On Tuesday, Ottawa announced during the presentation of its annual budget a 30% tax credit for the manufacture of clean technologies and the extraction, processing or recycling of critical minerals.

A way for Canada to accentuate a shift that is already well underway. In two years, the country has recorded more than $ 18 billion of investments in the electric battery sector, giving a boost to the country's automotive industry, devastated since the departure in recent decades of many factories to Mexico, cheaper.

The latest announcement came from Volkswagen, which will build its first battery plant outside Europe in the province of Ontario, becoming the first new automaker to set up shop in Canada in 35 years.

"This is not just a new chapter. It's almost a new book we're writing about the auto sector in Canada," Industry Minister Francois-Philippe Champagne said after the announcement in early March.

Aerial view of the Sayona factory, in La Corne, Canada, July 20, 2022 © Handout / SAYONA / AFP

Several other heavyweights in the sector have also chosen Canada to establish themselves on the North American market, such as the manufacturer Stellantis, associated with the Korean LG, the French tire manufacturer Michelin, the American General Motors...

"Canada has moved from fifth to second place in the world in terms of our battery supply chain," Prime Minister Justin Trudeau boasted recently, referring to the latest ranking by the research firm BloombergNEF, which places Ottawa just behind Beijing.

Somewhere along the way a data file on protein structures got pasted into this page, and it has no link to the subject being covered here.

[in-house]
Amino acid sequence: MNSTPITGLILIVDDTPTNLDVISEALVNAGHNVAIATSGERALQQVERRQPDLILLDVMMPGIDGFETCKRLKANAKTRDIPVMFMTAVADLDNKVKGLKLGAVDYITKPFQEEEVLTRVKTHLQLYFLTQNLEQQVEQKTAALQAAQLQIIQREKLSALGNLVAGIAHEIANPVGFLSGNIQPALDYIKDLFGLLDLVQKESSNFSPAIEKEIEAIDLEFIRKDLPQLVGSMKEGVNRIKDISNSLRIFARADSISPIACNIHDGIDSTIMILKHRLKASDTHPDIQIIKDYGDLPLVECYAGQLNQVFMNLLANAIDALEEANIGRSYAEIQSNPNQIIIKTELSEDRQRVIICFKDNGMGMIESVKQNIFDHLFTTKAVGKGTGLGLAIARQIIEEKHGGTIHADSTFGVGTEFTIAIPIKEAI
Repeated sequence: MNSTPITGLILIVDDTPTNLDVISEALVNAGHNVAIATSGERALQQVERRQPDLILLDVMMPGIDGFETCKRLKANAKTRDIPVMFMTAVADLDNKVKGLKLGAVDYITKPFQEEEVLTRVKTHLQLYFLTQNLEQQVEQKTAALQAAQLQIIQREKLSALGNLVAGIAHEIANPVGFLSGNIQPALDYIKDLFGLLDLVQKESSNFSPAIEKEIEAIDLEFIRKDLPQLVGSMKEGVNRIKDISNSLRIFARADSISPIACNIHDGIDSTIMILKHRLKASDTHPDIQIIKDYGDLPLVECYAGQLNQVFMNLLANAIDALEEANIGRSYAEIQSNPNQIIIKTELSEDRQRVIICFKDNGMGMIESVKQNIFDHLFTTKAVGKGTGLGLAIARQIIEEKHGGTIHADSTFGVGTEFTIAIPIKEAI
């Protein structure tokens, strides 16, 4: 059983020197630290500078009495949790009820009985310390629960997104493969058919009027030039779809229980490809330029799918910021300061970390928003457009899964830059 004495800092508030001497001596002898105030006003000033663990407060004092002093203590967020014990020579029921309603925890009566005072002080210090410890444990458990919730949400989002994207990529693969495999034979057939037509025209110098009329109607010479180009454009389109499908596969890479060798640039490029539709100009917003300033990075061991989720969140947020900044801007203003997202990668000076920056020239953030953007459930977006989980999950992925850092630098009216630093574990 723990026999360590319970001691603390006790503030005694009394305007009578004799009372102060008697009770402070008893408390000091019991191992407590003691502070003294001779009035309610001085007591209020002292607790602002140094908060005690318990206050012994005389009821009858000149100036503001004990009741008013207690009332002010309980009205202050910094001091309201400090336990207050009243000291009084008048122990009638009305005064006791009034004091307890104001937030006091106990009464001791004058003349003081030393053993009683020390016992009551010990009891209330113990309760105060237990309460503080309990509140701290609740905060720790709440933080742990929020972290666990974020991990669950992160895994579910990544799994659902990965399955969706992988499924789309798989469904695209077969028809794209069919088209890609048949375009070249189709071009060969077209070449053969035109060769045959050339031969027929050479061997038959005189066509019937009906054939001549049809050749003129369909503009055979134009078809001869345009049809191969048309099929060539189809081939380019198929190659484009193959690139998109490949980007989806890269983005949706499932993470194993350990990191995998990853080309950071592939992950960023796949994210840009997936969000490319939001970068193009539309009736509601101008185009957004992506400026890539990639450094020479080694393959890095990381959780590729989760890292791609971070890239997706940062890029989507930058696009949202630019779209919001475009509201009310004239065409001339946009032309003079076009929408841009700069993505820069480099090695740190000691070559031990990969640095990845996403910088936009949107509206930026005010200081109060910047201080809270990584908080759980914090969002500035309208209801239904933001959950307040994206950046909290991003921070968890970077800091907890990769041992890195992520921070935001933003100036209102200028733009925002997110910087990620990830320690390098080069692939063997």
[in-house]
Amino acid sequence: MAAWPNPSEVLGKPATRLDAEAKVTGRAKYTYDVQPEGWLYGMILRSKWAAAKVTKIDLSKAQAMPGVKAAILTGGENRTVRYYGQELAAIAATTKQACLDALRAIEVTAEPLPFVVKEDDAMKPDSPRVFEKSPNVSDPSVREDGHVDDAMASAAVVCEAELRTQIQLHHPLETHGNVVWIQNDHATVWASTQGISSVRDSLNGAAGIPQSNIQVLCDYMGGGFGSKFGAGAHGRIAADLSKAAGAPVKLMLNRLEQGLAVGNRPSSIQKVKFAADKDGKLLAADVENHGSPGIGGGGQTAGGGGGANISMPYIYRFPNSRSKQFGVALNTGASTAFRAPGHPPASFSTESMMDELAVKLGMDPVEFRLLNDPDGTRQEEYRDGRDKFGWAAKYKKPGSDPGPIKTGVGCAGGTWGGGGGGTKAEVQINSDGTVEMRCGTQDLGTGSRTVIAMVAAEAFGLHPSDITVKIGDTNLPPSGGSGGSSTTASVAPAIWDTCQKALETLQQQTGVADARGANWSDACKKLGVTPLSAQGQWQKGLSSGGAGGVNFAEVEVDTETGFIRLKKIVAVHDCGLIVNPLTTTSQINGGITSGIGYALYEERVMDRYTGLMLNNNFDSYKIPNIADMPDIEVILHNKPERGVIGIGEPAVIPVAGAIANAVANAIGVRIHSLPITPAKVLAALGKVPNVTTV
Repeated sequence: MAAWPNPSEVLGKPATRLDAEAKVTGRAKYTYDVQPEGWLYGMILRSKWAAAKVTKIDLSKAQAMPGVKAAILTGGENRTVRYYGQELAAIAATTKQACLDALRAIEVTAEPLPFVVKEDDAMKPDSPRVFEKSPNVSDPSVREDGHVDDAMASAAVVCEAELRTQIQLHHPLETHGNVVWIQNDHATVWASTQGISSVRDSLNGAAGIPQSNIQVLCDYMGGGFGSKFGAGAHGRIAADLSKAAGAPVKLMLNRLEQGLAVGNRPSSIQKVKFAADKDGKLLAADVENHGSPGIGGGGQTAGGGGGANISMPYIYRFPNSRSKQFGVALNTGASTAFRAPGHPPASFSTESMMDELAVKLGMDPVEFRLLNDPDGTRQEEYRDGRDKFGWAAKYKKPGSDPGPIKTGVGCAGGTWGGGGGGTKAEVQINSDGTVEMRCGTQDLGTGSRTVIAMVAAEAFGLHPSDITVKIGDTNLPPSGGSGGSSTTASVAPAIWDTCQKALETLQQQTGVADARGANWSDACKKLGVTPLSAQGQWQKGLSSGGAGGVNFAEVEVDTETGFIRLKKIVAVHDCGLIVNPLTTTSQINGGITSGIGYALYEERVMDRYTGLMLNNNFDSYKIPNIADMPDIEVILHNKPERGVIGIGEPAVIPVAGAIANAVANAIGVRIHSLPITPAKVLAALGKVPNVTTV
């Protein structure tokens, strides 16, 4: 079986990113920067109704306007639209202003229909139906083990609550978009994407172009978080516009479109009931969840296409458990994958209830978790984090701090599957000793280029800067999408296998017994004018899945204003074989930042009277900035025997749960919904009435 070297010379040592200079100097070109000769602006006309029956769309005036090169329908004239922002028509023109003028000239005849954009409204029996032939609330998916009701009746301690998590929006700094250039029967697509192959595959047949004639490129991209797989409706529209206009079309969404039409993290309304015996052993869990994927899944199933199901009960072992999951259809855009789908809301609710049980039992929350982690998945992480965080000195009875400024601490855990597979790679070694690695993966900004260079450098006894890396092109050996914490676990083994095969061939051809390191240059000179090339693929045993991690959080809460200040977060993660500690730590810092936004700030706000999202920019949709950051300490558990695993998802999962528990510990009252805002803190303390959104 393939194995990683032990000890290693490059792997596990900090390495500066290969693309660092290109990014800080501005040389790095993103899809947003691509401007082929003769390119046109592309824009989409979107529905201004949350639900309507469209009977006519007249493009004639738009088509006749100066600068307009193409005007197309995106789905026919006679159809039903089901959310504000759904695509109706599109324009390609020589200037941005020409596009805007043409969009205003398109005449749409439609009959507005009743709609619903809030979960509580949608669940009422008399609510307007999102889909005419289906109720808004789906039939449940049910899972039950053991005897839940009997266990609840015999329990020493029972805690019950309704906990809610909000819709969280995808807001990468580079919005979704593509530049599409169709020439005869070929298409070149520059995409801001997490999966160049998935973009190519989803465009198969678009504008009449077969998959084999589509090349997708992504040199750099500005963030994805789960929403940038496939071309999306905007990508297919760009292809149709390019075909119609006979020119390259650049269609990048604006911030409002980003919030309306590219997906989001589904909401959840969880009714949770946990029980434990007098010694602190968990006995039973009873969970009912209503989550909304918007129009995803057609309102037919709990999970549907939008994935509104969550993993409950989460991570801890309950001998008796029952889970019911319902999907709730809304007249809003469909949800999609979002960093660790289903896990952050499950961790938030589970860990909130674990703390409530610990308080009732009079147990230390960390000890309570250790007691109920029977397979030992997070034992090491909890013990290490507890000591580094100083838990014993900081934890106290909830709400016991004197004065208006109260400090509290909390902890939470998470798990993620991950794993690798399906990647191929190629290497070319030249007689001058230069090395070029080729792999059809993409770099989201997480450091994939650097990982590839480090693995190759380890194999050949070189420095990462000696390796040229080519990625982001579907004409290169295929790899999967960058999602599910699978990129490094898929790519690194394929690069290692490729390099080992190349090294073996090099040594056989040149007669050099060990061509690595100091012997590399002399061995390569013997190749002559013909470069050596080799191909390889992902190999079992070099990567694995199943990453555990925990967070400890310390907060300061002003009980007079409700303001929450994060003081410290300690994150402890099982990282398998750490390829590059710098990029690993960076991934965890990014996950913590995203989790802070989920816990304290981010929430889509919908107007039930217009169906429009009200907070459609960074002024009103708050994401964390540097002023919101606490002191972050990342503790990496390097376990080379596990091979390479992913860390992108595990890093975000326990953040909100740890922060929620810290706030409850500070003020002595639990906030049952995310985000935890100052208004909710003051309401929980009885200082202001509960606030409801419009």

The country owes this position to its "significant raw material resources" and green supply chain, the report says.

"Manufacturing the greenest vehicle in the world is really our intention to attract more investment," said Minister François-Philippe Champagne, at a time when many countries want to emancipate themselves from the stranglehold of China, which produces 75% of the world's lithium batteries.

- The advantage of critical minerals -

For specialist Sarah Houde of Propulsion Québec, a company that supports players in the sector, Canada's main argument is that it is "one of the only countries in the world that has all the minerals necessary for the production of batteries".

Used batteries at the Lithion plant in Montreal, Canada, January 17, 2023 © Mathiew LEISER / AFP

According to the International Energy Agency, demand for essential minerals could quadruple or even increase six-fold by 2040.

"Being close to the main market but also to the source of supply is essential for us," explains Brett Lynch, CEO of the Australian mining company Sayona, which has just set up in Quebec to develop one of the first lithium extraction projects.

Another reason, and "probably the most important", lies in Quebec hydroelectricity, adds the leader.

"Nowhere else on this planet is there such generous, cost-effective and low-polluting green energy," he said. According to provincial data, 99% of the energy produced in Quebec is clean.

- A circular economy -

The government is also investing in the recycling of electric batteries in order to develop a circular production chain.

Several plants are already in place in Canada that recycle 95% of the strategic metals present in a battery while using "97% less water than extraction and refining per ton of battery material" and polluting less, says Louie Diaz, of recycling company Li-Cycle.

The other asset of the Canadian industry is its access to the billions announced by Washington for electric vehicles, batteries and renewable energy projects.

An employee of Sayona in La Corne, Canada, July 20, 2022 © Mathieu Dupuis / SAYONA / AFP

Li-Cycle thus benefited in February from a conditional investment from the Pentagon of 375 million US dollars (346 million euros).

But these American investments also remind us how much Canada, whose financial impact is much less than its neighbor, will have to maintain a "sustained, accelerated pace," says specialist Sarah Houde, if it does not want to "be taken by surprise by other countries".

© 2023 AFP